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Saturday, March 29, 2014

21st Century Essentials: Downfall (2004)

All eras have works of art that are fundamental to our understanding of not only the craft itself, but the culture from which it was created. The 21st century is still nascent, but it isn't too early to start creating a canon that demonstrates the heights to which film as an artform has reached since the year 2000. These are the essential films:

Director: Oliver Hirshbiegel
Starring: Alexandra Maria Lara, Bruno Ganz
Country: Germany/Italy/Austria

It’s a shame that, ten years on, Oliver Hirschbiegel’s Downfall is now probably best known for the Youtube meme it inspired. Not that some of those parodies weren’t kind of brilliant, but this is a powerful, superbly made film that deserves to be known for more than an isolated scene of Hitler yelling. It’s an important film about the depths of fanaticism, the terror of being on the losing side of a conflict, and the most profound kind of regret. Although Hitler figures prominently into the story, it’s not a film about Hitler, but about the kind of mindset that allows a figure like Hitler to rise to power and institute a policy of horror that can be allowed to proceed unchecked.

Friday, March 28, 2014

Friday's Top 5... Biblical Epics

#5: The Prince of Egypt

For whatever reason, animated films don't often seem to come under consideration in the "epic" genre, but it would seem wrong to make a list of epic films rooted in biblical stories without including DreamWork's The Prince of Egypt. An exquisitely animated adaptation of the Book of Exodus, the film is nothing short of epic in scope and execution.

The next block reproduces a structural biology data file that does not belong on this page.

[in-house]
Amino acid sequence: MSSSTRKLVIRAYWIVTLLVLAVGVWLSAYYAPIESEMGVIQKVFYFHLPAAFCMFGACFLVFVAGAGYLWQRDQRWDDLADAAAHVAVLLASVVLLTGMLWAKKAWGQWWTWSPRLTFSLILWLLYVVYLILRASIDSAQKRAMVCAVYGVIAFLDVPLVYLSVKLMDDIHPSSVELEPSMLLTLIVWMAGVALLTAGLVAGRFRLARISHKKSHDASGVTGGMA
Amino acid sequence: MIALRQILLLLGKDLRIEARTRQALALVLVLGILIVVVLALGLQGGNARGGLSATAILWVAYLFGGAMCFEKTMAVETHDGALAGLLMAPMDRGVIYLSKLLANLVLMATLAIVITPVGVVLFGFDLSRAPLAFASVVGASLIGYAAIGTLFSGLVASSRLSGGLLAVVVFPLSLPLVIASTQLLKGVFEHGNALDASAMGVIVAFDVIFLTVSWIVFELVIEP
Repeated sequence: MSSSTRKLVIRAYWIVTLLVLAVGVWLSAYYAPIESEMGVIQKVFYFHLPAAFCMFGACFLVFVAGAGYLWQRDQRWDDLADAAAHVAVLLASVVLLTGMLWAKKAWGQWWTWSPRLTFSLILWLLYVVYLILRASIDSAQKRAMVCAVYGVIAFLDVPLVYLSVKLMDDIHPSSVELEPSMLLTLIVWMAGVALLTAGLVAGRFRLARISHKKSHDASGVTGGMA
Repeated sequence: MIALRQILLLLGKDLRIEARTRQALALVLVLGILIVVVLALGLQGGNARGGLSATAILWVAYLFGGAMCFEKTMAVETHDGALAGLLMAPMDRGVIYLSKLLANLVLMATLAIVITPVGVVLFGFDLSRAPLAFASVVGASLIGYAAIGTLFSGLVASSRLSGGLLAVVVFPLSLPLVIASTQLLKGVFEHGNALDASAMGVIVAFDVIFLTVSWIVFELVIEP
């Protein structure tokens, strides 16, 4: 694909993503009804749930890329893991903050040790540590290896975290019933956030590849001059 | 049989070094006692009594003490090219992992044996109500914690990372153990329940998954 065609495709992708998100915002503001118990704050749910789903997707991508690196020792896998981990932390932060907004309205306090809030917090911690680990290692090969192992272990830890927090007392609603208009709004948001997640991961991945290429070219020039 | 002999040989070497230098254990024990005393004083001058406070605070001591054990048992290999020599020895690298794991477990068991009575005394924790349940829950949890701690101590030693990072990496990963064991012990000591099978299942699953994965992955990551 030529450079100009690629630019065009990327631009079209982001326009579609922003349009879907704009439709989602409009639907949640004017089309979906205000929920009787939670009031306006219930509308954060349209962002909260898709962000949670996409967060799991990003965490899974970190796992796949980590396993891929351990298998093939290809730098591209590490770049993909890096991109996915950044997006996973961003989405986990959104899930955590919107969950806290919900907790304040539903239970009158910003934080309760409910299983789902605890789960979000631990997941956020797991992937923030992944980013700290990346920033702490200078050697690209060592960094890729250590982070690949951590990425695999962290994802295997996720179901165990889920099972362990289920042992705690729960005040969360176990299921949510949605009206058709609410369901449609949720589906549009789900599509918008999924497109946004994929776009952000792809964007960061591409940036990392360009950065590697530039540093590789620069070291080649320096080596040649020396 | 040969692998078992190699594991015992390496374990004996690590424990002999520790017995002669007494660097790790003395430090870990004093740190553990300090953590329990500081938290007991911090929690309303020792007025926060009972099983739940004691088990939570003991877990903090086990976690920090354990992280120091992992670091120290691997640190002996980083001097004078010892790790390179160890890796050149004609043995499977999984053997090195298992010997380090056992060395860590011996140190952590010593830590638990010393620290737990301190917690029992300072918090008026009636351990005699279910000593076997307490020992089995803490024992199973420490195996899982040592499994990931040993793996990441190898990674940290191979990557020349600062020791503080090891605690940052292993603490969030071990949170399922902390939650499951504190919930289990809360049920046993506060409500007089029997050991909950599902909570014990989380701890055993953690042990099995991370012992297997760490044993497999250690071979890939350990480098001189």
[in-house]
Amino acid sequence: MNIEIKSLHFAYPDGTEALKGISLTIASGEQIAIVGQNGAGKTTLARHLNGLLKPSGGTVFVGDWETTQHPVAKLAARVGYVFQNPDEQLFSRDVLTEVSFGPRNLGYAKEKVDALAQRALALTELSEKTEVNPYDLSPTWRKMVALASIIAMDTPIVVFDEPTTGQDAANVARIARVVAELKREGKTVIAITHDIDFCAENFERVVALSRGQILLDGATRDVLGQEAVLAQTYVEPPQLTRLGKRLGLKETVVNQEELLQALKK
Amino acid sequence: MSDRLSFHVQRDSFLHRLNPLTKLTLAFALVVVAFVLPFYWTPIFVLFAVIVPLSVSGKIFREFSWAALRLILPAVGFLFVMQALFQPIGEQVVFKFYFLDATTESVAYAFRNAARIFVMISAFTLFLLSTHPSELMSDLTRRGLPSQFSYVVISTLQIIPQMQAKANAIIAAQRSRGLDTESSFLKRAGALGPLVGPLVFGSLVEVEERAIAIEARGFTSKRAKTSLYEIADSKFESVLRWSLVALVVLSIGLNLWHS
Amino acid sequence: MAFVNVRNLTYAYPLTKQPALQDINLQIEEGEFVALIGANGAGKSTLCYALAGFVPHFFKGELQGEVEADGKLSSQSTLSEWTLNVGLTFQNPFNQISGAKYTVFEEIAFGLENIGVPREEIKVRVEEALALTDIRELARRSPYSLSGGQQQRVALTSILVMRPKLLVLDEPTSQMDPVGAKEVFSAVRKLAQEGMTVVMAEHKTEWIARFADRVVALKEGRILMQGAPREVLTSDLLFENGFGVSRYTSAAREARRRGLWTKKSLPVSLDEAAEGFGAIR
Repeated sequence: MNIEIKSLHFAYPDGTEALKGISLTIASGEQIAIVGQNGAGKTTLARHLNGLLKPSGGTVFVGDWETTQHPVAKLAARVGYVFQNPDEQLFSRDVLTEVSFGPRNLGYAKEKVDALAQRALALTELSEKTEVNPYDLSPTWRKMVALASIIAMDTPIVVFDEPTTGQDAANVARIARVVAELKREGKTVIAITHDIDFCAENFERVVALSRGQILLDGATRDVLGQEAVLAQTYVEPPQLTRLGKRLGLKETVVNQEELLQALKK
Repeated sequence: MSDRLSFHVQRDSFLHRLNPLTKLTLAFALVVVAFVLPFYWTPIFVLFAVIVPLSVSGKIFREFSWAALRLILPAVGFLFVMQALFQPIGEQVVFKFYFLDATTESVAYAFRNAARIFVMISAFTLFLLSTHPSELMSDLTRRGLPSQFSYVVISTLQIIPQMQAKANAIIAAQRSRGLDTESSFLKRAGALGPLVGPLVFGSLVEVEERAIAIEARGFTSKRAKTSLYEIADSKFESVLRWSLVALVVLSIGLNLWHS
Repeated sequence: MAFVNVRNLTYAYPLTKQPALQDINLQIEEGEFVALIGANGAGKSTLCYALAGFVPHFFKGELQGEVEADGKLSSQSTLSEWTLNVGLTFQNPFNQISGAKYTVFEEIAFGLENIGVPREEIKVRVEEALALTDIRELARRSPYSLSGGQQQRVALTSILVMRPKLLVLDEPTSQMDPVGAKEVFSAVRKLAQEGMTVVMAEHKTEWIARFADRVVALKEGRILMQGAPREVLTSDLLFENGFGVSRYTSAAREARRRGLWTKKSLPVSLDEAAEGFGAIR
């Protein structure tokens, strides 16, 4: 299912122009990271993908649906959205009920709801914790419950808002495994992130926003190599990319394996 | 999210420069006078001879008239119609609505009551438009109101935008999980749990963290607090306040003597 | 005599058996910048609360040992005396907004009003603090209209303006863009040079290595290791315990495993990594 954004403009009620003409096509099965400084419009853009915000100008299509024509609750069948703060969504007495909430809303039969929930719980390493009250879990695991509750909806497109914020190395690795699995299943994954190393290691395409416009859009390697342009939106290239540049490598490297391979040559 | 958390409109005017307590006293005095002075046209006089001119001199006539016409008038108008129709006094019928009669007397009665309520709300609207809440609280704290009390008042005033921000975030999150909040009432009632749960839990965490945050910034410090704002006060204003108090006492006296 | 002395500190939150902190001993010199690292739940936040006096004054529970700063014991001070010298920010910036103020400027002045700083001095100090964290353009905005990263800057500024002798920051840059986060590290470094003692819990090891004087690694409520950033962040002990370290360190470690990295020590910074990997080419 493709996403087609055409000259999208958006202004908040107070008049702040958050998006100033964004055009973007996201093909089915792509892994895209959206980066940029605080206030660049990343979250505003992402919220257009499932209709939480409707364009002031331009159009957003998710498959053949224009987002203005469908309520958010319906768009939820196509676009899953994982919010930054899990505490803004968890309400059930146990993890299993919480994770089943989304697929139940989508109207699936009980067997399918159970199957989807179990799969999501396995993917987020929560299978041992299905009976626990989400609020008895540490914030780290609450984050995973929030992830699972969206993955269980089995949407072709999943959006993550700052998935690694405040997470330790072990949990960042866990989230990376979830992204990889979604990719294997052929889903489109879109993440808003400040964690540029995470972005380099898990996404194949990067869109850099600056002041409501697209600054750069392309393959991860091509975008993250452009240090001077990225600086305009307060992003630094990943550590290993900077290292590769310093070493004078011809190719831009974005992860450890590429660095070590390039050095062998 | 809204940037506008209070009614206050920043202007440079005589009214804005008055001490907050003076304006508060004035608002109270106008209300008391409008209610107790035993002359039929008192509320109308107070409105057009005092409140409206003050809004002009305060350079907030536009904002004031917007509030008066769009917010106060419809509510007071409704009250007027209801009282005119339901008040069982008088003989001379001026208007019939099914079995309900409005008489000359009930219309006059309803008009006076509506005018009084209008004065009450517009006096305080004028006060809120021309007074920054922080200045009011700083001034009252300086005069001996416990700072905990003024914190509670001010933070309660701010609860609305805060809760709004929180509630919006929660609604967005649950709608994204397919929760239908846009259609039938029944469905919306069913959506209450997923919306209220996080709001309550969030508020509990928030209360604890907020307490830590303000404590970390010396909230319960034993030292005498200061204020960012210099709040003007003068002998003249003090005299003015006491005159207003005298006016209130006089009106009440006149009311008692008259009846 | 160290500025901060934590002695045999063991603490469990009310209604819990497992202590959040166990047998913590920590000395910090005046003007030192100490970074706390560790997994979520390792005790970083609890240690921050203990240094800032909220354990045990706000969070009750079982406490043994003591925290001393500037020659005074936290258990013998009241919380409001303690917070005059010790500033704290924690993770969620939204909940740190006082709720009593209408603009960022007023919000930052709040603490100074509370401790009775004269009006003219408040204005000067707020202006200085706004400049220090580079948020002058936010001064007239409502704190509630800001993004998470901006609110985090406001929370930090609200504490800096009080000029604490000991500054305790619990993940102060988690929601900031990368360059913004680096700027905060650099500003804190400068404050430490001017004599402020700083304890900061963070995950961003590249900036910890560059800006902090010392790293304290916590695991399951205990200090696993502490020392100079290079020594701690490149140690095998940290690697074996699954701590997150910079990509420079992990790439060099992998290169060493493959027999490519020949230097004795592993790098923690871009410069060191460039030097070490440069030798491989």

Thursday, March 27, 2014

Review: Nymphomaniac: Volume 2 (2014)

Volume 1 & 2: * * * 1/2

Director: Lars von Trier
Starring: Charlotte Gainsbourgh, Stellan Skarsgard

And so it concludes. After abruptly leaving the story (and its protagonist) hanging at the end of Volume 1, the story picks up in more or less the same place in Volume 2, but uses the division to take a sharp turn. Volume 1 is "Nymph," lighter in tone and lighter on its feet, concerned largely with sex as a source of pleasure, while Volume 2 is "Maniac," darker, more serious, concerned with sex as a source of violence. Together, the two pieces suggest a work in which director Lars von Trier is conversing both with himself, revisiting his past films in references both big and small, and, through the narrative's framing device, metaphorically conversing with his critics and audience. Taken together, the two volumes make for a film that is often fascinating, sometimes frustrating, but never boring.

Friday, March 21, 2014

Friday's Top 5... Documentaries About Making Movies

#5: The Five Obstructions

I may be pushing it slightly with this selection, as it's not a documentary about the making of one movie, but a documentary about Lars von Trier tasking filmmaker Jorgen Leth with a series of difficult filmmaking tasks. Each film Leth has to make is, technically, the "same" film (a remake of the film The Perfect Human), but each finished product is distinct from the others.